The Guardian view on stalking: police and prosecutors are failing women

<span>Lia, one of the women to share her story in the Netflix documentary Can I Tell You A Secret?.</span><span>Photograph: Courtesy of Netflix</span>
Lia, one of the women to share her story in the Netflix documentary Can I Tell You A Secret?.Photograph: Courtesy of Netflix

You only had to listen to the victims in Can I Tell You a Secret?, the Netflix documentary based on a Guardian podcast by Sirin Kale, to gain vivid insight into just how disturbing stalking can be. Matthew Hardy used tricks of impersonation and identity theft to manipulate, humiliate and threaten multiple women on social media. But in one important way he was atypical. While some of his targets were acquaintances, others were strangers who lived hundreds of miles away. Much more common is the experience of being stalked by someone you know. Data from the Suzy Lamplugh Trust shows that in the year to March 2023, 66.5% of victims were stalked by former partners. Other perpetrators were friends or colleagues, while just 6% were strangers. Almost 90% of victims were female.

The extent of Hardy’s offending, which continued for 11 years, has led to an eight-year sentence. But this is exceptionally rare. Of 117,672 stalking reports to police in England and Wales in the year to 2022, just 6.6% resulted in a charge, and 1.4% in a conviction. Of those, less than a third resulted in a custodial sentence, with the average term around a year. The grim reality is that most stalkers get away with their crimes.

This would be bad enough on its own. What makes it worse is that in an alarming number of cases, stalking is a prelude to horrifying violence. Between 2015 and 2017, 60 women in the UK were murdered by stalkers they had reported to police. In one disgraceful case a woman, Shana Grice, was fined for wasting police time before she was killed. And in November police in Derbyshire apologised for failures in the way Gracie Spinks’ complaints about a stalker were dealt with before she too was murdered.

Crown Prosecution Service (CPS) guidance refers to stalking’s “obsessive” nature. In the case of Edward Vines, who was sent to prison for eight years in 2022 for stalking the journalist Emily Maitlis, the fixation had lasted decades. In cases where stalking is racially aggravated, it can carry a maximum sentence of 14 years. But the more frequent pattern is one in which charges are downgraded either to harassment or less serious stalking offences – although a lack of data hampers the efforts of those trying to scrutinise what is going on.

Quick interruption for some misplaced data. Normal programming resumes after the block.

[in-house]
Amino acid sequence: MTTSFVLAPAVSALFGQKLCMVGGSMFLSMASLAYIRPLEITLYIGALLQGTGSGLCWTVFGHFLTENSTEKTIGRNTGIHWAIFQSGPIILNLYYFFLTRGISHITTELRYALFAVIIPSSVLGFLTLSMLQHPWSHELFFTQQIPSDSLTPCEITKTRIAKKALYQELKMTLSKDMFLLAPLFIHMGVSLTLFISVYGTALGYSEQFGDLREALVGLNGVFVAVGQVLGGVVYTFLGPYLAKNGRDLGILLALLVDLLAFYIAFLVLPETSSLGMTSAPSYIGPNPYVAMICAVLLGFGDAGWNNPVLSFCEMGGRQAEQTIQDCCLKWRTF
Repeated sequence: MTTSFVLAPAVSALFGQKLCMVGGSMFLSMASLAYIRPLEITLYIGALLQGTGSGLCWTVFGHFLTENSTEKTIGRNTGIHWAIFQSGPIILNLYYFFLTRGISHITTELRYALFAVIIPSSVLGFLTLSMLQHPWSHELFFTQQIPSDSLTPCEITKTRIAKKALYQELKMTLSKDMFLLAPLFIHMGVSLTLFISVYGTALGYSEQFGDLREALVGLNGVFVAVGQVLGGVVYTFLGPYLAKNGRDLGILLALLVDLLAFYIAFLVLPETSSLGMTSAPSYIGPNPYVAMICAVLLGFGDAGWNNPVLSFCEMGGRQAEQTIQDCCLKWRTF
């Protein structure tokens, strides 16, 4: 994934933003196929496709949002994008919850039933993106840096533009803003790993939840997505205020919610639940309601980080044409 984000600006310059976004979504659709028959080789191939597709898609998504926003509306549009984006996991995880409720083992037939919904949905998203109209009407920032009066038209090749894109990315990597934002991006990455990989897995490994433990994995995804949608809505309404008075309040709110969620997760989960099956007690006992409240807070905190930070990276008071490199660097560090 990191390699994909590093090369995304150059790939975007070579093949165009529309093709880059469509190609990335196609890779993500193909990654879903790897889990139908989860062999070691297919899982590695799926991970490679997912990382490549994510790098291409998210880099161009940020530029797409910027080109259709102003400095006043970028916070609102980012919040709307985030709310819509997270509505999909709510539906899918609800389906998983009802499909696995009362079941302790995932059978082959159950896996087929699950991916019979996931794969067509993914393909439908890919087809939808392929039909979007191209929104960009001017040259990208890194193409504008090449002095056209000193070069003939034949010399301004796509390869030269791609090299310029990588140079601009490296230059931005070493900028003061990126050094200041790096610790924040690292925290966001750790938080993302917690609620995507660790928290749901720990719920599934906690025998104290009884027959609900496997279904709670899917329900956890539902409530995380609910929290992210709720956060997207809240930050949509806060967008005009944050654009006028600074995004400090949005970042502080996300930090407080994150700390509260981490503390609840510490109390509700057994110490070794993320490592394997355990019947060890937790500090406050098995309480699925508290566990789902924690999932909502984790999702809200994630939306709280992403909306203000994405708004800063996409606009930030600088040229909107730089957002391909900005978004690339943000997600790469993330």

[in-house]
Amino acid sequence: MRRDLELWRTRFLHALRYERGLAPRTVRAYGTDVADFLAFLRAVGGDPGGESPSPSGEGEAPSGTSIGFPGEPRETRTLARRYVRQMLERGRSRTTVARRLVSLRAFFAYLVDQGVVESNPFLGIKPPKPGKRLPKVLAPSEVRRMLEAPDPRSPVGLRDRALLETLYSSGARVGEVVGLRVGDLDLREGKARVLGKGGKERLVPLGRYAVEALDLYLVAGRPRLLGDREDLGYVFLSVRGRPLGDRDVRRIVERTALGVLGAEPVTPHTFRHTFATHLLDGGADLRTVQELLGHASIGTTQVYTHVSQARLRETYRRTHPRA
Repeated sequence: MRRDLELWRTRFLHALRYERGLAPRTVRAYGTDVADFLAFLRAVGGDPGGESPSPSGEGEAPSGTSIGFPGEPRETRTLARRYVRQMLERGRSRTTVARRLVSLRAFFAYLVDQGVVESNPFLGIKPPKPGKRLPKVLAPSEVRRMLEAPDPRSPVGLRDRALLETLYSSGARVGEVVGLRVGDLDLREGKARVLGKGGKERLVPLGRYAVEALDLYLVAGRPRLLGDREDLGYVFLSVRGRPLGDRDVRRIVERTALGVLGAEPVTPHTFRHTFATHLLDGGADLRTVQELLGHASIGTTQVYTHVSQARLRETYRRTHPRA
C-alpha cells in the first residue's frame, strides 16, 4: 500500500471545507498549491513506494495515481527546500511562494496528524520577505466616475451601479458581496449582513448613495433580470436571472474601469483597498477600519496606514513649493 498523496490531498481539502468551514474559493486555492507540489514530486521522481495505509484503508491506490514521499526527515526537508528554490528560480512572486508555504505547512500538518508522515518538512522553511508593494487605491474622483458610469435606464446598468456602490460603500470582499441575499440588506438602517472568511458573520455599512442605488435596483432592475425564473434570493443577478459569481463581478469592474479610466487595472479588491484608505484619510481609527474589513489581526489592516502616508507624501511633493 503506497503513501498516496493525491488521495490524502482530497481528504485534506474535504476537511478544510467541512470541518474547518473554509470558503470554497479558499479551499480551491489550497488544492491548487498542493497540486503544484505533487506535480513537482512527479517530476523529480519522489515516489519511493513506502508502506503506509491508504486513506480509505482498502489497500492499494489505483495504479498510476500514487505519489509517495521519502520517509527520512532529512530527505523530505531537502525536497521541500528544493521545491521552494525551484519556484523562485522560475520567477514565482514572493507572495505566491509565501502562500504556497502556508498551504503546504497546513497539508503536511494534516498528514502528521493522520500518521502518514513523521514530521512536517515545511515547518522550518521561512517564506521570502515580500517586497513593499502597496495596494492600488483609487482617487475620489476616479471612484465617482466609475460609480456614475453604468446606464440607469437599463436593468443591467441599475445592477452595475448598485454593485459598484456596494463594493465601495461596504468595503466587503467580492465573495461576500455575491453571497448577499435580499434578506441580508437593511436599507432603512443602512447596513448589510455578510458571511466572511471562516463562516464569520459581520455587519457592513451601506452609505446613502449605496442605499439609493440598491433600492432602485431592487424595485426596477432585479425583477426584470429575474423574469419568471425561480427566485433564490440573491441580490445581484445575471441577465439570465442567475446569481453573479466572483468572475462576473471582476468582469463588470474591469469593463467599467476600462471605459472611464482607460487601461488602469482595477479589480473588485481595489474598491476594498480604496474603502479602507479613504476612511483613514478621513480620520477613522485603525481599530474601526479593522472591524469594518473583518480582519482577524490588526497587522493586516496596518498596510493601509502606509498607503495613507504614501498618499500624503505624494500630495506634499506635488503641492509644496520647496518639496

Clearer information from the CPS was among the recommendations in a recent report from the Suzy Lamplugh Trust. The charity has also submitted a super-complaint alleging serious failures in the handling of stalking offences, and called for more training for police, prosecutors and judges, to strengthen their understanding of the offence and the harm it causes. They also want improved communication with victims. These criticisms echo the findings of another report seven years ago, and a response is expected soon. Twelve years after stalking was criminalised, it is deeply concerning that good practice has not been embedded. More effective use must be made of stalking protection orders – which can include the confiscation of devices and a requirement to let police access social media accounts – while evidence is gathered.

Stalking victims are not the only people facing damaging delays and disruption in the courts as a result of cuts and closures. But the crime’s nature means it is more likely than others to continue until perpetrators are stopped. Waiting for justice can entail waiting for highly intrusive and alarming harassment to end. The failure to tackle it robustly means that too many victims are being left dangerously exposed.

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